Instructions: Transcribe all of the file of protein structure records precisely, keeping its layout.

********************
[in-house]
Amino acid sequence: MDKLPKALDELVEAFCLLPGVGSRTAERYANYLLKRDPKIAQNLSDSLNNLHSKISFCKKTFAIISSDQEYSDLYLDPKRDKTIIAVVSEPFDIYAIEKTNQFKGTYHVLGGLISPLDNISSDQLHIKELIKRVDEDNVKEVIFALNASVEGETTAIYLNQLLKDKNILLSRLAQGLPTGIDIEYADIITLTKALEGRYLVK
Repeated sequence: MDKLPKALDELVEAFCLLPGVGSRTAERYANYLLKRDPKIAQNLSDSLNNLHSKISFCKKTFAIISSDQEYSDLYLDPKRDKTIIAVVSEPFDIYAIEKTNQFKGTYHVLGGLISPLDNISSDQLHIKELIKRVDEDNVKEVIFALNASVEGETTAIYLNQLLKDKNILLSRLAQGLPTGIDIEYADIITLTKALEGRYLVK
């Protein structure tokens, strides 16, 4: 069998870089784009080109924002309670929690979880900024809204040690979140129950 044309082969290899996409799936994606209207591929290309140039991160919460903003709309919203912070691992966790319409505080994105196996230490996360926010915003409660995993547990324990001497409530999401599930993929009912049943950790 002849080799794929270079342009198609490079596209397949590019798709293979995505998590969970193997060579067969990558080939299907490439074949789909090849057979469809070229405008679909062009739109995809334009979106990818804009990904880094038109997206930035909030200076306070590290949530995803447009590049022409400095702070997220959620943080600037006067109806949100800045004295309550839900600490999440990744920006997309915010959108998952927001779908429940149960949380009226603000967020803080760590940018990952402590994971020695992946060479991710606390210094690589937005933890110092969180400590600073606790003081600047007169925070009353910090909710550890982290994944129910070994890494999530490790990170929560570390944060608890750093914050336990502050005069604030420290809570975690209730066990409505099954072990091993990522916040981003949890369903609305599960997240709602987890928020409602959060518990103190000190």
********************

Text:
[in-house]
Amino acid sequence: MDKLPKALDELVEAFCLLPGVGSRTAERYANYLLKRDPKIAQNLSDSLNNLHSKISFCKKTFAIISSDQEYSDLYLDPKRDKTIIAVVSEPFDIYAIEKTNQFKGTYHVLGGLISPLDNISSDQLHIKELIKRVDEDNVKEVIFALNASVEGETTAIYLNQLLKDKNILLSRLAQGLPTGIDIEYADIITLTKALEGRYLVK
Repeated sequence: MDKLPKALDELVEAFCLLPGVGSRTAERYANYLLKRDPKIAQNLSDSLNNLHSKISFCKKTFAIISSDQEYSDLYLDPKRDKTIIAVVSEPFDIYAIEKTNQFKGTYHVLGGLISPLDNISSDQLHIKELIKRVDEDNVKEVIFALNASVEGETTAIYLNQLLKDKNILLSRLAQGLPTGIDIEYADIITLTKALEGRYLVK
């Protein structure tokens, strides 16, 4: 069998870089784009080109924002309670929690979880900024809204040690979140129950 044309082969290899996409799936994606209207591929290309140039991160919460903003709309919203912070691992966790319409505080994105196996230490996360926010915003409660995993547990324990001497409530999401599930993929009912049943950790 002849080799794929270079342009198609490079596209397949590019798709293979995505998590969970193997060579067969990558080939299907490439074949789909090849057979469809070229405008679909062009739109995809334009979106990818804009990904880094038109997206930035909030200076306070590290949530995803447009590049022409400095702070997220959620943080600037006067109806949100800045004295309550839900600490999440990744920006997309915010959108998952927001779908429940149960949380009226603000967020803080760590940018990952402590994971020695992946060479991710606390210094690589937005933890110092969180400590600073606790003081600047007169925070009353910090909710550890982290994944129910070994890494999530490790990170929560570390944060608890750093914050336990502050005069604030420290809570975690209730066990409505099954072990091993990522916040981003949890369903609305599960997240709602987890928020409602959060518990103190000190």